COURTS AND JUDGES
REMOVAL OF JUDGE: CIRCUMSTANCES IN WHICH DEPUTY JUDGE AND SPECIAL MAGISTRATE OF NORTHERN TERRITORY MAY BE REMOVED: MISBEHAVIOUR DURING PREVIOUS PERIOD OF APPOINTMENT
LOCAL COURTS ACT 1886 (S.A.), s. 14: SUPREME COURT ORDINANCE 1911 (NT.), ss. 8 (1), 10B: PUBLIC SERVICE ORDINANCE 1913 (NT.)
The Secretary to the Department of Home and Territories has forwarded a file relating to the appointment of Mr Gerald Hogan as Special Magistrate and Deputy Judge of the Northern Territory and to the request by three legal practitioners of Darwin for his removal from the ofiices of Deputy Judge and Special Magistrate and requests advice as to-
- what action (if any) should be taken on the complaint of legal practitioners of Darwin; and
- whether, assuming that the Minister desires to terminate Mr Hogan's employment, there is any bar under the Public Service Ordinance 1913 to his doing so.
Section 10B of the Supreme Court Ordinance 1911-1919 provides that the Governor-General may, by Commission, appoint a person to be a Deputy Judge of the Supreme Court during such period and for such purposes as are specified in the Commission.
No provision is made in the Ordinance for the removal of the Deputy Judge or specifying the grounds on which the Deputy Judge may be removed from office before the expiration of the period for which he is appointed. Sub-section (1) of section 8 of the Ordinance provides that the Judge of the Northern Territory may only be removed from office, before the due date of his retirement, on the ground of misbehaviour or incapacity.
In the absence of any other provision, the removal of a Deputy Judge should, I think, only be effected on the same grounds as would warrant the removal of the Judge.
The question then arises whether the facts set forth in the letter of Messrs McCay & Thwaites of 26 August 1920 constitute such misbehaviour or incapacity as would justify the removal of Mr Hogan from the office of Deputy Judge.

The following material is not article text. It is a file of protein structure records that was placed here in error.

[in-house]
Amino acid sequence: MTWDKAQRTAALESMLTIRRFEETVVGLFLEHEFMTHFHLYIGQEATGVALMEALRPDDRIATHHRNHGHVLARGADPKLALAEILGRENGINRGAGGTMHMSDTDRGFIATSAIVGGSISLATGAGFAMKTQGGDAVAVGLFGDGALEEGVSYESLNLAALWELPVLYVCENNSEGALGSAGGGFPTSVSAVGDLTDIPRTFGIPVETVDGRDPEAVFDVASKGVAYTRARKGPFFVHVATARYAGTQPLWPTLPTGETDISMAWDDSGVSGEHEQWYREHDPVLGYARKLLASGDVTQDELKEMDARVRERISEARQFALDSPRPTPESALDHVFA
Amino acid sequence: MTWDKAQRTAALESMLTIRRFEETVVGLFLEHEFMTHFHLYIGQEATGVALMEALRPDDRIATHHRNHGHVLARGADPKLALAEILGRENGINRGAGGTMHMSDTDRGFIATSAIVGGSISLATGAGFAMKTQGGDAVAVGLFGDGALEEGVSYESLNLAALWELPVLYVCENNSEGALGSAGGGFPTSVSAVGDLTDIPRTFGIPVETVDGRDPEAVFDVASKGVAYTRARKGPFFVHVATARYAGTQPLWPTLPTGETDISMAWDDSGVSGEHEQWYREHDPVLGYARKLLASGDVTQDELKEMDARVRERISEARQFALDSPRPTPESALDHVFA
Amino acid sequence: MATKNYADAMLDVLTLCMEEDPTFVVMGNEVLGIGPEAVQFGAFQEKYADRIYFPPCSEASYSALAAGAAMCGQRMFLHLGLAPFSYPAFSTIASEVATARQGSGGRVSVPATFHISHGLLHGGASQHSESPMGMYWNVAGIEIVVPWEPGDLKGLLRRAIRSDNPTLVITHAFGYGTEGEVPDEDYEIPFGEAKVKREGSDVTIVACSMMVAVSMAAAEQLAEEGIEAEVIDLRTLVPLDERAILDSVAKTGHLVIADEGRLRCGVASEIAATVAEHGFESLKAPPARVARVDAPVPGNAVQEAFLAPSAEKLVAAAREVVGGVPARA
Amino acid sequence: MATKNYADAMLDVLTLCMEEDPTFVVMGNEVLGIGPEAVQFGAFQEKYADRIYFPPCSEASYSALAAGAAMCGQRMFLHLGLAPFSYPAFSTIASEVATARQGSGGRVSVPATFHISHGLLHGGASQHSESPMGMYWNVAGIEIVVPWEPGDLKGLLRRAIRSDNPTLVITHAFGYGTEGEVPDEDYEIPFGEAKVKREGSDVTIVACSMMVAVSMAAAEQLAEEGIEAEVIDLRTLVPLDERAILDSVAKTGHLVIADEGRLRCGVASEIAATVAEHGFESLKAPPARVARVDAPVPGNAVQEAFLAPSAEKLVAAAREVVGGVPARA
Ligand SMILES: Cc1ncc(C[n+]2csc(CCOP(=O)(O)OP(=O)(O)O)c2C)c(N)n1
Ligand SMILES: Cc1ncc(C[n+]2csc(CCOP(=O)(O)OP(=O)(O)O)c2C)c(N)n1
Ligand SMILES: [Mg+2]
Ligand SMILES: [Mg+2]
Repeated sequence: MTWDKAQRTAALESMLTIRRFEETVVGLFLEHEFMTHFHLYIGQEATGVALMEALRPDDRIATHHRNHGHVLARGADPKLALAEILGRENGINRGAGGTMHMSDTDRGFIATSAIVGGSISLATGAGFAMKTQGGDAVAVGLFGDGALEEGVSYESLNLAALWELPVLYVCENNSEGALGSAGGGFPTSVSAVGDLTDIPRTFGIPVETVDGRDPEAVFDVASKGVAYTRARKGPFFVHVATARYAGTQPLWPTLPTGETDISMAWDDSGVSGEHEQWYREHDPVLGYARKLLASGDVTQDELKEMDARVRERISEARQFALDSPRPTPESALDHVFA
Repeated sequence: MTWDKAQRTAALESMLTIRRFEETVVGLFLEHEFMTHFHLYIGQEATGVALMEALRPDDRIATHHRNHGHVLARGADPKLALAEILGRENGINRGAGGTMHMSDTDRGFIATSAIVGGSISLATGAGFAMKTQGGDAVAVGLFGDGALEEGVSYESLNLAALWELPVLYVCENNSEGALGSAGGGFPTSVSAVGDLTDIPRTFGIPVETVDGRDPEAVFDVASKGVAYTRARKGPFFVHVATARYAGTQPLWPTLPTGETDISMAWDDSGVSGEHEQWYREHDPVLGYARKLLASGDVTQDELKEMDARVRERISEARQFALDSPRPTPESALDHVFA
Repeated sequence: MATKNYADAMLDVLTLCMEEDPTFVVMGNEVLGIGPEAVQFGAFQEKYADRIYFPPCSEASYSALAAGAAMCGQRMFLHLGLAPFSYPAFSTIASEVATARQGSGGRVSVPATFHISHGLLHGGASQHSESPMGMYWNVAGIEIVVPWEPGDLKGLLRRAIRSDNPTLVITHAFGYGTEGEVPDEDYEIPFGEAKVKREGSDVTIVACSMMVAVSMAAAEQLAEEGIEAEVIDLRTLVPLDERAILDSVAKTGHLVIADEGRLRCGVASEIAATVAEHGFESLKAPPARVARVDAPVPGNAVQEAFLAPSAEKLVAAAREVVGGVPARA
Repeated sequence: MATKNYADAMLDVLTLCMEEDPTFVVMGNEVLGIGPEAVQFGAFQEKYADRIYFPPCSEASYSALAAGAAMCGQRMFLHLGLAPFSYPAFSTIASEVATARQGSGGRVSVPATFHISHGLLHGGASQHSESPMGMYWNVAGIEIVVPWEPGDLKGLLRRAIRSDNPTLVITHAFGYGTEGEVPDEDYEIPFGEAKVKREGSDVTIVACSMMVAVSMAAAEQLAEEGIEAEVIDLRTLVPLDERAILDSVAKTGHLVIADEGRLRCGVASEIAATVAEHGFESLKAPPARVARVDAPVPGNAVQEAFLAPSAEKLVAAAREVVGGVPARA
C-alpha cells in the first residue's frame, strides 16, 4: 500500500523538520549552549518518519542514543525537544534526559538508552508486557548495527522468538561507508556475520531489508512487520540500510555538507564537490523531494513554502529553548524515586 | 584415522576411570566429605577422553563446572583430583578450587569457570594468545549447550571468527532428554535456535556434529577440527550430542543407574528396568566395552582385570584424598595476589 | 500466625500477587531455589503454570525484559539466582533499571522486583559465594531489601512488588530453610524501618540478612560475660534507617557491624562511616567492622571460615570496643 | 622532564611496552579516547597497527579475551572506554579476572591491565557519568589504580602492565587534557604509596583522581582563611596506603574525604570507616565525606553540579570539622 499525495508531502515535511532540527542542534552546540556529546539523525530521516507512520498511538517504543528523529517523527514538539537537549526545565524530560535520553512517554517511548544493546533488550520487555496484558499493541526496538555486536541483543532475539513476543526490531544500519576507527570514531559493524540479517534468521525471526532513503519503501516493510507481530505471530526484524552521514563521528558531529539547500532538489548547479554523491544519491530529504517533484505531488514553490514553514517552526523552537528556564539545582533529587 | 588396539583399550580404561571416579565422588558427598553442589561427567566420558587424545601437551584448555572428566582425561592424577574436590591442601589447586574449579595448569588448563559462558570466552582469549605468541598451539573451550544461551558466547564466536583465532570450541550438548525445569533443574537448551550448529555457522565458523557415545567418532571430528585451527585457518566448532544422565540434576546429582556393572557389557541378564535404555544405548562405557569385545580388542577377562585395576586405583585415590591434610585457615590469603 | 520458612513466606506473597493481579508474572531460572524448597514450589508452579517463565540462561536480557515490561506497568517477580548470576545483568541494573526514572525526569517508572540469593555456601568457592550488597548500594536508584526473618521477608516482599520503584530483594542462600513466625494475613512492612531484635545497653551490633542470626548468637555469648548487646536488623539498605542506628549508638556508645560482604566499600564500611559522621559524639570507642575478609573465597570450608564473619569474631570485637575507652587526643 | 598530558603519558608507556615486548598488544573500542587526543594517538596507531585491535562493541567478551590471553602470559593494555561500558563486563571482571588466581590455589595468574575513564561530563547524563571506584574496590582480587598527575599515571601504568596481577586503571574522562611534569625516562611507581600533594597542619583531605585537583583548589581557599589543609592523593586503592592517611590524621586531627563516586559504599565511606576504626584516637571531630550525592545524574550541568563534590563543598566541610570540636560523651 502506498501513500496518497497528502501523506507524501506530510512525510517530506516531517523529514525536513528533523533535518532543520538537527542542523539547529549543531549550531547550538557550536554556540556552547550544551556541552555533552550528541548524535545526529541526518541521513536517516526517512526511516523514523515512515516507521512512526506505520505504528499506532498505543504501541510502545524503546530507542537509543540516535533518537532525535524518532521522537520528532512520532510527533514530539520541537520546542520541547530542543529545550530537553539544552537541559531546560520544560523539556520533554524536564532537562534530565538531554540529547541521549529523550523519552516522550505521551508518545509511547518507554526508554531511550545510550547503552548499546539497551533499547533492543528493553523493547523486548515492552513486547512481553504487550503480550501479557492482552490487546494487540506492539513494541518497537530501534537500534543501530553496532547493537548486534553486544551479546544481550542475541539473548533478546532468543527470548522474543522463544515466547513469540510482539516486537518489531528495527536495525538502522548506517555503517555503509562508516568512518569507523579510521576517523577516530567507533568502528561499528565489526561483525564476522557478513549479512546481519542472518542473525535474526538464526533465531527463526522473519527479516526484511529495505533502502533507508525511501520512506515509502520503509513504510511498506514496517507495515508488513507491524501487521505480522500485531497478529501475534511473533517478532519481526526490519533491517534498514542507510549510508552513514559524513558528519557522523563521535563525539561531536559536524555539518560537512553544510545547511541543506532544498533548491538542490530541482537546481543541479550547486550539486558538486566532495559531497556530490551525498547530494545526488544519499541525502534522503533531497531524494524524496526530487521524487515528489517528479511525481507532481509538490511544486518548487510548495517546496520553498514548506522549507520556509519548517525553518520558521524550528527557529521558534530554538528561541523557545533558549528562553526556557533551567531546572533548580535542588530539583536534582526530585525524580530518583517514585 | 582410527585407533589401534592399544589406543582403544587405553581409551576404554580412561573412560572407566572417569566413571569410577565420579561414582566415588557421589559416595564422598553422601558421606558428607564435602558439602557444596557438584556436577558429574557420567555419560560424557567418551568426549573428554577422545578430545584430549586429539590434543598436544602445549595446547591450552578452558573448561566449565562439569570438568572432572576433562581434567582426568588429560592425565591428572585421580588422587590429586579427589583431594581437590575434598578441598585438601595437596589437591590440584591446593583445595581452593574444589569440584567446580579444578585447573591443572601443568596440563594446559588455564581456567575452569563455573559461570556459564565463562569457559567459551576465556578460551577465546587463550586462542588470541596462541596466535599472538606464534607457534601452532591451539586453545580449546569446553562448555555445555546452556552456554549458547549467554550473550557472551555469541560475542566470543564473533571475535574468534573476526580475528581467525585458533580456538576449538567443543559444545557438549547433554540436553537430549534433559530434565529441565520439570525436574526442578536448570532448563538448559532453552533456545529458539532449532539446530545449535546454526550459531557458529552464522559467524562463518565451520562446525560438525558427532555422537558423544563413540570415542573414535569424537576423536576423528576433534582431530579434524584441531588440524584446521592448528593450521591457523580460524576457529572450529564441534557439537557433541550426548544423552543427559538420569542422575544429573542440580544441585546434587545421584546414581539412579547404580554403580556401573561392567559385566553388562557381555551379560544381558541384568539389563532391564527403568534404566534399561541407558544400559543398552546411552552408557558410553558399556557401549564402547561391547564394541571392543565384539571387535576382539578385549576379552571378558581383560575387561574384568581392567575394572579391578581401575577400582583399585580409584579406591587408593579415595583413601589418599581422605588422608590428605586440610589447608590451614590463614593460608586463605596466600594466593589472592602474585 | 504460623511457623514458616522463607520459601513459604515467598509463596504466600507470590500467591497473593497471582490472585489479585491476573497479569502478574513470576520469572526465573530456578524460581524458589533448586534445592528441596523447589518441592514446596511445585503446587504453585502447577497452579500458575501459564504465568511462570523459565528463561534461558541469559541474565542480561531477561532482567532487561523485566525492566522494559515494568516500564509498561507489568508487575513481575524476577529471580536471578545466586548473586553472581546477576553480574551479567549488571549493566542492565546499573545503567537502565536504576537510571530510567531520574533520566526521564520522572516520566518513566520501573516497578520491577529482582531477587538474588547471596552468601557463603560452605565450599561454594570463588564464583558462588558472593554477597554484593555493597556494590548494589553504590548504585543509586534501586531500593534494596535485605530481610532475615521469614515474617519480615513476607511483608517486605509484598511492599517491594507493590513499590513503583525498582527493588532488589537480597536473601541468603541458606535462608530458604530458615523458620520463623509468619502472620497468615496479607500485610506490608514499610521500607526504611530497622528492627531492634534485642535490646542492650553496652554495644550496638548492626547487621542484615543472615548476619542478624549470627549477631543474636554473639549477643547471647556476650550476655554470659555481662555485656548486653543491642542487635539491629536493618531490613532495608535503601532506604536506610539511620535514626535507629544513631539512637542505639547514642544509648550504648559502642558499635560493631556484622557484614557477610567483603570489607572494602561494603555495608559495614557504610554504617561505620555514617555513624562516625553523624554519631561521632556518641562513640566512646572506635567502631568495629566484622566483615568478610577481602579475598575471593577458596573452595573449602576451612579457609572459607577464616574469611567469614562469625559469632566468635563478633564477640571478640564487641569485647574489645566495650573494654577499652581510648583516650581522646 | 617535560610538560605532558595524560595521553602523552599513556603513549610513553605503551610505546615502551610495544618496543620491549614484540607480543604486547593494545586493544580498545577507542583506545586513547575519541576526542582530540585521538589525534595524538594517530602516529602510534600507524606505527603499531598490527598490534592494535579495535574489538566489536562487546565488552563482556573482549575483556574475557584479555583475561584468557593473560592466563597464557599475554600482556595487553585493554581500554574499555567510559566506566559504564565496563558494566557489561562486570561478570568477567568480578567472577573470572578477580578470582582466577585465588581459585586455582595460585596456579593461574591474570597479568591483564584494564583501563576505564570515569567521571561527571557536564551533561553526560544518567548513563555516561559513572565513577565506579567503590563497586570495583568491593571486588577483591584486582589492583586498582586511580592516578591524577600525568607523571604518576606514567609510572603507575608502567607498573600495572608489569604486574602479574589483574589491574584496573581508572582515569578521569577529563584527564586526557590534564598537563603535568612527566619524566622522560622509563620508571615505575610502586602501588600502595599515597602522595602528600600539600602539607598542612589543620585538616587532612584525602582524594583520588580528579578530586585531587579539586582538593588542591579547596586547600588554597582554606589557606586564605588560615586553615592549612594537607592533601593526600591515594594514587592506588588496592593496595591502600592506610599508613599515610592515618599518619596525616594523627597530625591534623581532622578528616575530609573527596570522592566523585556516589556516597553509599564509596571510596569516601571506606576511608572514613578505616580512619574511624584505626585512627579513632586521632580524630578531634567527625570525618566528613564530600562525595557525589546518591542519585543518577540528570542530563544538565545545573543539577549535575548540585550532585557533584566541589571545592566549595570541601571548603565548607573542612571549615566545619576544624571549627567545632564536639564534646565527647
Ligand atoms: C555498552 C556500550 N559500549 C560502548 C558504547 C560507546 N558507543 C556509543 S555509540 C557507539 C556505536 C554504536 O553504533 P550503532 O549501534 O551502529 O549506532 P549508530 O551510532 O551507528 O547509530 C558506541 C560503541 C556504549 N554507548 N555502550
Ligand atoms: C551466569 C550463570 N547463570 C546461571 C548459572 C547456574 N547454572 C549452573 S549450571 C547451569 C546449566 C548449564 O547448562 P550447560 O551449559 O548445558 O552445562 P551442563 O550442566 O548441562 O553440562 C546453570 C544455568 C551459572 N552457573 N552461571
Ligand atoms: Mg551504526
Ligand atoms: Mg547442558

I am not prepared, without full knowledge of the facts, to express a definite opinion with respect to the question, but in view of the fact that the letter referred to above mentions only one specific case, it is, I think, doubtful whether investigation would be justified.
Further, Mr Hogan has been reappointed for a further period of three months from 15 October 1920-a date subsequent to that on which the complaint as to his conduct was made-and the conduct of Mr Hogan during the period of his appointment commencing on 15 July 1920 could not, I think, be made the ground of terminating his appointment commencing on 15 October 1920-practically a new appointment.
As regards the question whether there is any bar under the Public Service Ordinance 1913 to the Minister terminating Mr Hogan's employment if he thinks fit, I am clearly of opinion that there is no such bar, either as regards Mr Hogan's appointment as Magistrate or Deputy Judge, although in the latter case Mr Hogan might, under certain circumstances, have a claim for compensation against the Government.
Mr Hogan's appointment as Special Magistrate is made under section 14 of the Local Courts Act 1886 of the State of South Australia in pursuance of which he holds his appointment 'during His Majesty's pleasure', and may, therefore, be removed at any time.
[Vol. 17, p. 149]